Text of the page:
Thus, Sun was assaulted on three fronts. Sun's low-end marketshare was eroded by Linux and Windows 2000 running on commodity servers. Sun's high-end marketshare was eroded by new, more powerful servers from the freshly re-committed HP and IBM. And Sun's principal customers, "dot coms" and technology startups, disappeared as the tech bubble popped. These three factors were disastrous for Sun. Sun's sales and earnings plumetted; Sun's stock lost over 90% of its value; and Sun retreated back to the same position it occupied in the early 1990s, as a middling maker of Unix machines in a crowded market.
Sun's recent difficulties have led some to predict that Sun will fade into oblivion, going the same route as Digital Equipment. This danger may be exaggerated. Sun is financially well-managed and isn't in any kind of short-term crisis. But Sun faces serious long-term problems.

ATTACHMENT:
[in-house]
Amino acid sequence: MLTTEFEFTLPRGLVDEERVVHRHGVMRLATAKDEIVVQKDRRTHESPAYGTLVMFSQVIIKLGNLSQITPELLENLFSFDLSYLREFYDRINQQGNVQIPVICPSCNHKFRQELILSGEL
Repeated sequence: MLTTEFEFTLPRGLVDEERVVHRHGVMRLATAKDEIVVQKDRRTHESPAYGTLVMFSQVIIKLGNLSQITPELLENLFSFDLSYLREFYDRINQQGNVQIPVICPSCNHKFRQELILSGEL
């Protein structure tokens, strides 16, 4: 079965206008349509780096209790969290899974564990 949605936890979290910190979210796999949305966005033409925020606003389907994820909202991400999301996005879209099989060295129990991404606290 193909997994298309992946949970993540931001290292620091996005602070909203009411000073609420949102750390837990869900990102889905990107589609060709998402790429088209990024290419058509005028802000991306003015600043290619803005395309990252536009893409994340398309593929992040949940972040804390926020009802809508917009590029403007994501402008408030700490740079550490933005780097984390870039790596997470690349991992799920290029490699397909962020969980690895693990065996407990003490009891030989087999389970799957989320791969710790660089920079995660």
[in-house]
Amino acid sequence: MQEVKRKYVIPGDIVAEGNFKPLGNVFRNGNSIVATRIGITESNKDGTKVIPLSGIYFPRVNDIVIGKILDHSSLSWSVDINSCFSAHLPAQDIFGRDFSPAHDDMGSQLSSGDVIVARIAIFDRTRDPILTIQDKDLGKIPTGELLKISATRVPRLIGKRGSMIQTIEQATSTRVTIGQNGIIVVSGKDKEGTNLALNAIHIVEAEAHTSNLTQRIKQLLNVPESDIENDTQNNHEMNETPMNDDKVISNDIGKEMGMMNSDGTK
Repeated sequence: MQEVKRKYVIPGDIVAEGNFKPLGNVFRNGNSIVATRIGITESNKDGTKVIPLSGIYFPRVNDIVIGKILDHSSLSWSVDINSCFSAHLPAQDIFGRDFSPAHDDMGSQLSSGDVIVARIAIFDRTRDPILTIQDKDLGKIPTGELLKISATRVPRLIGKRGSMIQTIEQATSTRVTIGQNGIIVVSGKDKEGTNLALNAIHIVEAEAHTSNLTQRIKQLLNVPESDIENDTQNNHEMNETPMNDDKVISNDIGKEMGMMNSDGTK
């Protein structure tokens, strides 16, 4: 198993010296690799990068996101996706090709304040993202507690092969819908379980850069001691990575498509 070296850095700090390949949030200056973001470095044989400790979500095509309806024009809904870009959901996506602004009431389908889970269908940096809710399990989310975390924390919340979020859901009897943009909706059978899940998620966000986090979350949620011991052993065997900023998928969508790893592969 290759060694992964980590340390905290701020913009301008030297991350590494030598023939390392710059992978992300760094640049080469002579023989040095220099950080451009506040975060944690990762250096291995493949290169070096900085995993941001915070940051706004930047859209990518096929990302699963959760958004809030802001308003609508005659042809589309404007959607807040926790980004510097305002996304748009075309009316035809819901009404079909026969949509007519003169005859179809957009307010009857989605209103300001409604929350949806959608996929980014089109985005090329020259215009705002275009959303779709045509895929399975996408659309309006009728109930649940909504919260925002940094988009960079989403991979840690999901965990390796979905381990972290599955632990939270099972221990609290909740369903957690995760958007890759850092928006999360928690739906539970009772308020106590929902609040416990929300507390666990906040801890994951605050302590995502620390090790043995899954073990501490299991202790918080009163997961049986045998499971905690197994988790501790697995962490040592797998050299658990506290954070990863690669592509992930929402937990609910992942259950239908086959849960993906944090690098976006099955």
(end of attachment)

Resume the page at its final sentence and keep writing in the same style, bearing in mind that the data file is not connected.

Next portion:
One of the most significant problems is the growing gap in performance between Sun's UltraSparc line of processors, and the processors offered by Intel or IBM. For a long time Sun's UltraSparc processor line had marginally trailed its competition in performance, but with the UltraSparc-III, introduced in 2001, the gap in performance considerably widened. This was due to two factors. First, Sun's CPU development team is less effective than the advanced and well-funded teams of Intel or IBM. Second, the process technology used to manufacture Sun's CPUs (by TI) is older than that found in the extremely expensive cutting-edge fabs of IBM and Intel. These two factors combined led to the UltraSparc-III CPU that is in-order, has longer pipelines, has fewer units, and runs at a lower clock rate than its competitors. The poor performance of the UltraSparc-III led some industry watchers to speculate that Sun is now incapable of designing and manufacturing high-end CPUs that are competitive with those from IBM or Intel. Since CPU design and manufacture are becoming even more capital-intensive every year, and Sun has far less capital than either Intel or IBM (and Sun's fab partner is willing to devote less of it), it's presumed that Sun will be unable to narrow this performance gap in the future.